The process of training the collaborative profiles incorporates data from the FICO® Falcon® Intelligence Network to find very similar customers based on their transaction behavior. This allows a strong assessment of a cardholder’s new behavior given this learned grouping of similar customers, even if the behavior in question has never been observed in this specific customer’s past history.
In production, FICO’s collaborative profiling technology adjusts the customer’s mixture of archetypes in real time with each new transaction, providing important real-time updates to their archetypes to provide context for sub-second payment card decisions. When cardholder behavior suddenly deviates from the individual’s usual patterns, as well as the shared archetypes with other cardholders, that is an indication of fraud. That being said, it’s important to note that the goal of Collaborative Profiling is not to learn transient and constantly evolving patterns of fraud; instead, it focuses on the more stable and persistent behavior of non-fraud activity that defines normal and typical transaction patterns for similar groupings of customers.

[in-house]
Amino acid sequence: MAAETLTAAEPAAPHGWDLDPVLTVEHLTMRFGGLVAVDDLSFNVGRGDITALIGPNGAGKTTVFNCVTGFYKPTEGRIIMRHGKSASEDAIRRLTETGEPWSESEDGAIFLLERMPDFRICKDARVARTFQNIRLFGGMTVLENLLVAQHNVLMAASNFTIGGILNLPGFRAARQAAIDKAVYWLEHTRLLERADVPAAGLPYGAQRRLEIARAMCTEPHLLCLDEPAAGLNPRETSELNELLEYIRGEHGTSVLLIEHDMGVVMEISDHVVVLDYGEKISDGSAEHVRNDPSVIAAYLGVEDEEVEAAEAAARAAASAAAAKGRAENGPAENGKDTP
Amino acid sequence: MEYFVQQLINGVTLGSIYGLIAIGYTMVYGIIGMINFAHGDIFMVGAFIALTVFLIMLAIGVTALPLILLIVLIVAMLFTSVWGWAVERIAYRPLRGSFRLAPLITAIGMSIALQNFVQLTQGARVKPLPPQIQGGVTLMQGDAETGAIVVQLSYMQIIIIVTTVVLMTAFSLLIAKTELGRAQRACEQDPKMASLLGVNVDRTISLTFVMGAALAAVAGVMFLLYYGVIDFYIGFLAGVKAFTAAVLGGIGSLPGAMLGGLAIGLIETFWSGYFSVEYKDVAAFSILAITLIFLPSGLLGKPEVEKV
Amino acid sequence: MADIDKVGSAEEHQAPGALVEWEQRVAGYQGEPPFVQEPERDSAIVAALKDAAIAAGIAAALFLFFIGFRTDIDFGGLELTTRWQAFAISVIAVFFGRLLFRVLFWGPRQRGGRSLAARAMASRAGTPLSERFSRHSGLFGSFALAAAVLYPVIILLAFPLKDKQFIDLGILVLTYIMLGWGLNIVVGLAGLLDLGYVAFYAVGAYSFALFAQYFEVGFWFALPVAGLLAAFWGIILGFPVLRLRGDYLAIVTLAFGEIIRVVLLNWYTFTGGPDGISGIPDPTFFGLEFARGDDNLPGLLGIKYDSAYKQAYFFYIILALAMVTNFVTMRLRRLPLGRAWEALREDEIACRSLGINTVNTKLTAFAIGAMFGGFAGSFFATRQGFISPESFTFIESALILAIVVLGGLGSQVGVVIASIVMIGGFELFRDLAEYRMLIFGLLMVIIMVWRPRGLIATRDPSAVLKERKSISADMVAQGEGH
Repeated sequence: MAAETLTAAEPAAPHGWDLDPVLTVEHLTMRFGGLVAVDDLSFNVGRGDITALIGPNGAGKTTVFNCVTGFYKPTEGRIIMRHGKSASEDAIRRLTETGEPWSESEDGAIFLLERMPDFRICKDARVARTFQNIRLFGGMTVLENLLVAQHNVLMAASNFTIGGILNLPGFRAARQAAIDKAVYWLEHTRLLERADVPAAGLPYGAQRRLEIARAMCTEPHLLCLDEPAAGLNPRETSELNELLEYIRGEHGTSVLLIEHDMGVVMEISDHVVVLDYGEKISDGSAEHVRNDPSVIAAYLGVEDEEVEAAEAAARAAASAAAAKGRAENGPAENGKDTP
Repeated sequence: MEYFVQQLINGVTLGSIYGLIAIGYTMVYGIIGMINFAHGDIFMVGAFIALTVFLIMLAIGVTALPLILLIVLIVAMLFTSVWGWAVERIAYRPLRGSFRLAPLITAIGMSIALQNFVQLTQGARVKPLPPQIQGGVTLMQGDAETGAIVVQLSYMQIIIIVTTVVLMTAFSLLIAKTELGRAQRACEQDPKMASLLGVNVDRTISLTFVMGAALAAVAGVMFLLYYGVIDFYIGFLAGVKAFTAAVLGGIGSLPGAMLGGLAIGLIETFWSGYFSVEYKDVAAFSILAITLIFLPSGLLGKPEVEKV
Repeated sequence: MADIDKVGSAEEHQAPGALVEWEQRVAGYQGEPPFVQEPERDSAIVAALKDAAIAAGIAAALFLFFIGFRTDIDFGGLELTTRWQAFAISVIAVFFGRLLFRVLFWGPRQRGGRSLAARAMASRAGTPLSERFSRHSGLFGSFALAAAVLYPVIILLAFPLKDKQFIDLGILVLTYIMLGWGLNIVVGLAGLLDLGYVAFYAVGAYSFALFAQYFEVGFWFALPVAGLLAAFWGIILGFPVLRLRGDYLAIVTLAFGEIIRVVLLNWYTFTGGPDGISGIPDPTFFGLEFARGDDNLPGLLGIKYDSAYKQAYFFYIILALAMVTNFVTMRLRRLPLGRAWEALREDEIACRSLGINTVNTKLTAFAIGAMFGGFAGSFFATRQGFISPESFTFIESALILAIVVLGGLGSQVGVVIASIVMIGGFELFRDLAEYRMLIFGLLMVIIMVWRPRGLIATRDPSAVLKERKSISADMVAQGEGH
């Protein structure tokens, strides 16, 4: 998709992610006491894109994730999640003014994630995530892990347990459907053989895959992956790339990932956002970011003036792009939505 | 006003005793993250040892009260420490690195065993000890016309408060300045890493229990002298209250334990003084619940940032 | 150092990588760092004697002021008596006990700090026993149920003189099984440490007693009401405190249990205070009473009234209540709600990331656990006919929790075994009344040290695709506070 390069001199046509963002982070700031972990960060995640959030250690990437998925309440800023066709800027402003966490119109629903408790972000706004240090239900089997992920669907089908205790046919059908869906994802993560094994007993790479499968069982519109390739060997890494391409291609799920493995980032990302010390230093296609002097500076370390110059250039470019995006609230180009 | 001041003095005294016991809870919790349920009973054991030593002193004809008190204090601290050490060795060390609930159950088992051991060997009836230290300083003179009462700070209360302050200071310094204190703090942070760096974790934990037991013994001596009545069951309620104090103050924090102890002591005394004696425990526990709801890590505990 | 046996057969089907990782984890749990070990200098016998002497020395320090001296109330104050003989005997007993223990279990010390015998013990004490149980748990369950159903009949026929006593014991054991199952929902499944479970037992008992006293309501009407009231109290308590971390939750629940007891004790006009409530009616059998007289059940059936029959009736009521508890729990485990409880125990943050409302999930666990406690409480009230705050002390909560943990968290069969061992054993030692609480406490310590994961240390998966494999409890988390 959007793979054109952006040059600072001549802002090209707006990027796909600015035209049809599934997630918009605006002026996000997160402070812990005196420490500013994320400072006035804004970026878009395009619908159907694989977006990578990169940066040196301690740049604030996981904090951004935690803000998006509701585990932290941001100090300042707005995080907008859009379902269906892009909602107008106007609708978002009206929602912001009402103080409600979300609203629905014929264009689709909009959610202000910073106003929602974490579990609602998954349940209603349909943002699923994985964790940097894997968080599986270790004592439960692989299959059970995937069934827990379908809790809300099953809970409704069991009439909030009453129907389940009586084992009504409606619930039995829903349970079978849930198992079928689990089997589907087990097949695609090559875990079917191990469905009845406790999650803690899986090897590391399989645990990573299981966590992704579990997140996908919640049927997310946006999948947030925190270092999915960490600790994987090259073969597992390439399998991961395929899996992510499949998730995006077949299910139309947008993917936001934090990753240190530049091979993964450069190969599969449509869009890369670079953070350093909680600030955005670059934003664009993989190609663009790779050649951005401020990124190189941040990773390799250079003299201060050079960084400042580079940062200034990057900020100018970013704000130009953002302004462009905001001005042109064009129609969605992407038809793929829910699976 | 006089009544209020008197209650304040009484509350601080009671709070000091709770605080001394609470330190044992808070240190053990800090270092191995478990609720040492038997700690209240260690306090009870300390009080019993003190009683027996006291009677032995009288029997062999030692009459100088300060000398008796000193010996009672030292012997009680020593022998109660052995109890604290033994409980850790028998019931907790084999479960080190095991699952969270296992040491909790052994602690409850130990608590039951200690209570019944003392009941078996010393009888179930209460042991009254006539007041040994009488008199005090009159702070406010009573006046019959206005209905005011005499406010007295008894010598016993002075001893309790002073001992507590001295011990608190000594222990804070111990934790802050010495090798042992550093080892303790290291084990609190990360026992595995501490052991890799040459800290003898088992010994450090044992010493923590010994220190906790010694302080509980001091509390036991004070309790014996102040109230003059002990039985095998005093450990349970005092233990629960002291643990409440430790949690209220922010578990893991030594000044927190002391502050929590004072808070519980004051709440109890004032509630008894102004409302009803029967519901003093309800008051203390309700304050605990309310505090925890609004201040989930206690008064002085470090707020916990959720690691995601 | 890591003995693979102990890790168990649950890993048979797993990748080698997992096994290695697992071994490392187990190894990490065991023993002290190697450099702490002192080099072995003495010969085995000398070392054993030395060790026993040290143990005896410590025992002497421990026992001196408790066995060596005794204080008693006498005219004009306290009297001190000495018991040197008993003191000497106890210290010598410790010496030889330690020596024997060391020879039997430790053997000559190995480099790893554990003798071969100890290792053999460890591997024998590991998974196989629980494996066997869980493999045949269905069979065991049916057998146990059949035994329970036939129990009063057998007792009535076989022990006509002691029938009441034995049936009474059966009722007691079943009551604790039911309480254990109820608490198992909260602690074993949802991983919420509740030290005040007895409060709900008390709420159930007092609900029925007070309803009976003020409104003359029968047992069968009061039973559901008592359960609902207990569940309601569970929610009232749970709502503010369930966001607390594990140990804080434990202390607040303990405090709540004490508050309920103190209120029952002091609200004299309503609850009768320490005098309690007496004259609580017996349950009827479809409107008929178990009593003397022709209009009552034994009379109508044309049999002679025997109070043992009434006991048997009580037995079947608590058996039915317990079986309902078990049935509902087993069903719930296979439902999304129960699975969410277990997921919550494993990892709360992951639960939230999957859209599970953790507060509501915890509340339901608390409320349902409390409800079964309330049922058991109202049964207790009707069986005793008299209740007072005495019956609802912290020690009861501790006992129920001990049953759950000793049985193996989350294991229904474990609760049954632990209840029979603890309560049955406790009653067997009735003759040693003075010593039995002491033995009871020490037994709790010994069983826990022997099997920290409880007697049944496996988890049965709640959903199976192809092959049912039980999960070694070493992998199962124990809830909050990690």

Simply put, knowing what is usual for individual customers, and their transaction behavior “twins,” allows the model to better identify unusual behavior on entirely new transaction types.
High Impact on Prepaid Card Fraud Models
FICO’s use of innovative technologies such as Collaborative Profiling and MLSC in prepaid consortium fraud models has led to significant improvements: a more than 20% reduction in false positives, while boosting both real-time value detection rate and account-detection rate at a typical non-fraud threshold (Figure 2).
Figure 2: Improving Fraud Detection
The upshot: The significant performance improvements indicate that FICO has successfully applied collaborative profiling in prepaid consortium fraud detection models, offering a clear value proposition for prepaid card portfolios and differentiated from that of more generic debt card fraud models.
Stay tuned for my next blog, a deeper dive into the role of MLSC in prepaid consortium fraud detection models. In the meantime, follow me on Twitter @ScottZoldi.